The gifts of the Spirit, considered with respect to the Author of them, and the motives inducing him to bestow them; are properly styled the grace of God;' for' of his own will begat he us with the word of truth,' and of his own will it is that he enableth us to run the course that is set before us: so that our confidence is, to use the language of St. Paul, 'that he which hath begun a good work in us will perform it until the day of Jesus Christ.' But considered with respect to their influence on the receiver, they are, by St. James in the text, styled 'wisdom,' as correcting the depravity of nature, and enabling men to become wise unto salvation.'
The gifts of God are free, and he bestoweth them as seemeth best to his wisdom. If he gives to one more liberally than
to another, yet he who receives least has reason to be thankful, and no reason to demand an account of God of the unequal distribution of his favor. Were the gifts therefore of the Spirit to be considered as special favors only granted to some, we should not be obliged, by the terms of our religion, to render an account of God's proceeding herein. But the promise of the Spirit being general to all Christians, and represented in Scripture as the purchase of Christ's obedience to the will of his Father, and as a principle of new life, by which they who were dead in sin are made alive to righteousness; it is evident that we cannot account for our being Christians, without showing a reason for the necessity of grace to render our hopes and assurances of salvation effectual.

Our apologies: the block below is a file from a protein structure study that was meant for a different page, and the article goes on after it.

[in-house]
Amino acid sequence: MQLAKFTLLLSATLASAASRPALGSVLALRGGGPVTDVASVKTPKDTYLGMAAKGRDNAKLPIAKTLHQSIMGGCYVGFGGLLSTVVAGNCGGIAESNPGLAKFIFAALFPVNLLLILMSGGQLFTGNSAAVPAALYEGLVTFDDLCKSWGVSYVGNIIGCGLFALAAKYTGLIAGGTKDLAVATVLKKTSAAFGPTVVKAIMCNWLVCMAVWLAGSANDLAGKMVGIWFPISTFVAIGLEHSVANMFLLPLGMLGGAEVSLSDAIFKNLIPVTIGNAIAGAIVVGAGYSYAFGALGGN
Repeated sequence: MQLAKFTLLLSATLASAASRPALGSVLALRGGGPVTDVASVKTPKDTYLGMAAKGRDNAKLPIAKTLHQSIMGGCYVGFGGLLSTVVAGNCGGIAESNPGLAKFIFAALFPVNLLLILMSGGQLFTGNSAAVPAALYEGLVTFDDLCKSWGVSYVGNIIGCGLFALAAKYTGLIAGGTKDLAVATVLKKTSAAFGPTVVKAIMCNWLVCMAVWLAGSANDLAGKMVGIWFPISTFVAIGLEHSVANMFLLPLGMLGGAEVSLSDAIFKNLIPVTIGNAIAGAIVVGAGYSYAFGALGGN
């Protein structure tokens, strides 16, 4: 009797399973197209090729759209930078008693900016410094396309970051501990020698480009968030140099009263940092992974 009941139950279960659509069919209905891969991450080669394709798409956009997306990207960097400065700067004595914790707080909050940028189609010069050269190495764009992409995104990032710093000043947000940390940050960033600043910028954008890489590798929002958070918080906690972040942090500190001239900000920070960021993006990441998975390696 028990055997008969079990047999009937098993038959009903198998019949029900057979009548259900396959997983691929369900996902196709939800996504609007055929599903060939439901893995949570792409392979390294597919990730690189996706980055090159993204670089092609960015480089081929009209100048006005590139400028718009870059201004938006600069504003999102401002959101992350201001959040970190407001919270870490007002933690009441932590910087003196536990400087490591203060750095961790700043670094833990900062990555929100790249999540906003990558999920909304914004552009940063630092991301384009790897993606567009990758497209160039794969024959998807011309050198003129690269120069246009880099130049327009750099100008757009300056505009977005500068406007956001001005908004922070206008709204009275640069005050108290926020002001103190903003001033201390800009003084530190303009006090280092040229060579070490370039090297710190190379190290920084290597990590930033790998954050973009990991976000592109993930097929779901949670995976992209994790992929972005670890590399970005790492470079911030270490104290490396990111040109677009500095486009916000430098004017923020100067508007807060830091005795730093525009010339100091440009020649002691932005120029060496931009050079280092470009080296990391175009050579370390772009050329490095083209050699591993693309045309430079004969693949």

This is a point in which there is an essential difference between the gospel and mere natural religion; and it is consequent to another point of difference relating to the state and condition of mankind before the gospel. If men were in that state of original purity in which God must, in justice to his divine attributes, be supposed to have made them, it will be hard to say what grace was wanting to enable them to attain the end of their creation. If they have fallen from that state, and contracted a corruption not to be cured by natural means, it will be hard for any man to dispute against the grace of God, without having a reason to produce, that shall render it impossible, or proper, for God to redeem the world. For the fall of man supposed, it is more reasonable to think, because it is far more honorable to God, that he should destroy the power of sin by communicating a new principle of holiness, in order to the salvation of the world, than that he should honor sin so far as to render sinners both glorious and immortal. Since then there can be no redemption, but either by destroying sin, or by granting happiness to sinners, unreformed sinners, it is easy to judge which method is most suitable to the wisdom of God, who is of purer eyes than to behold iniquity.
It will be one means of showing the necessity of grace, to show the effects ascribed to it in Scripture. For the Spirit of God is certainly given for the sake of those effects which were to be produced by it in true believers: and he that can prove that the same effects generally are, or may be, attained by the mere